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Reaching for ‘immorbidity’

Reaching for ‘immorbidity’

“Please governments, keep on investing in basic science”, Paul Stoffels, Chief Science Officer of Johnson & Johnson, implored at the inaugural symposium of the Janssen Prevention Center (JPC) of Janssen Pharmaceutical Companies. The new research centre was established early 2015 and organised its first symposium titled “Reaching for immorbidity” on June 4th at the EYE Film Institute in Amsterdam.

Divided opinions
At the symposium, directors of Janssen Pharmaceutical Companies and researchers from Europe, the US and Australia discussed the importance of prevention and therapeutic disease interception. With the objective to develop new therapies, the scientists presented the results of basic research experiments as well as clinical trials and cohort studies. Despite their common goal to elongate healthy life span, the speakers had diverging and sometimes even opposing ideas on the notions ‘aging’ and ‘disease’, resulting in highly diverse presentations.

“Age is no disease”
Jonathan Silvertown, professor of evolutionary ecology at the University of Edinburgh, introduced the day from an evolutionary perspective. Among others, he stated: “Age is no disease, but a general deterioration of the whole system.” Furthermore, he discussed why we age and why lifespans differ per species. “We all think that life is short, but actually it is very long for a primate of our bodyweight.” Christian Bär, researcher at the Spanish National Cancer Research Centre, agreed and defined aging as the main risk factor for many diseases. “We believe aging is mainly due to telomere shortening which is also the primary cause of ageing and disease.” Their telomere-elongating gene therapy has already proven to be effective in several mouse models for age-related diseases.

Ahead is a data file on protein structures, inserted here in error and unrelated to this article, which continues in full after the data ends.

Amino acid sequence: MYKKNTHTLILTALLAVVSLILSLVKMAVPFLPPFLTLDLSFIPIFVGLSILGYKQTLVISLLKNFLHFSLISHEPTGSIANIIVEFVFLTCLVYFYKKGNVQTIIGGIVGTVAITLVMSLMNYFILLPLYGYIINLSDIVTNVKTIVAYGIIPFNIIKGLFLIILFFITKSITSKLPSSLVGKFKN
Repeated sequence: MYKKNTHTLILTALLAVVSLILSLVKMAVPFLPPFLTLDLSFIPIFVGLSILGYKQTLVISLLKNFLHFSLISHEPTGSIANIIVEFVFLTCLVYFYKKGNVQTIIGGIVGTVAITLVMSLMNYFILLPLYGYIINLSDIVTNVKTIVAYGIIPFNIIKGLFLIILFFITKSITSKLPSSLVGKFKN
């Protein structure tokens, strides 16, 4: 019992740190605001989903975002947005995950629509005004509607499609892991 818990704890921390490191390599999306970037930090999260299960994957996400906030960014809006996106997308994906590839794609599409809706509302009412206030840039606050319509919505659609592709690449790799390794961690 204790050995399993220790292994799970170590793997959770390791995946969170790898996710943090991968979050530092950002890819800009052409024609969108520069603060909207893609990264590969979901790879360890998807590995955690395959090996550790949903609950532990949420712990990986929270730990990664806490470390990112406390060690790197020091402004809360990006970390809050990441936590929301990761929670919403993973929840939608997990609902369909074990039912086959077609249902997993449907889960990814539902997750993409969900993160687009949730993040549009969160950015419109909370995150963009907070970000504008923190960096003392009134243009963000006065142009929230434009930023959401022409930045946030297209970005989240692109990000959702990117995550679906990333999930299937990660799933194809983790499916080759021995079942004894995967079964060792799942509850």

“There is no such thing as ageing”
Steve Horvath, professor in human genetics and biostatistics at de University of California, countered: “I do consider ageing as a disease, but first of all we have to define it. I would like to know what the perfect age is for every organ in the body.” To this end, he assessed DNA methylation levels that diverged from the anticipated methylation levels for a certain age category. One of his discoveries is the early aging of hepatocytes in people with obesity. Another study showed that offspring of centenarians had ‘younger’ DNA than people without long-living parents. This was partly affirmed by Albert Hofman, professor of epidemiology at the Erasmus Medical Centre. He stated: “There is no such thing as aging. We can only observe the accumulation of harm through the passage of time, but there is no underlying process.” With the data of two prospective cohort studies in Rotterdam, Hofman and his colleagues examine the causes of Alzheimer’s Disease.

The day ended with a talk of Jaap Goudsmit, global head of the Janssen Prevention Center. He wishes to approach lifelong health so the non-existing word ‘immorbidity’ will be included in every future encyclopaedia. 

By Saskia Höcker

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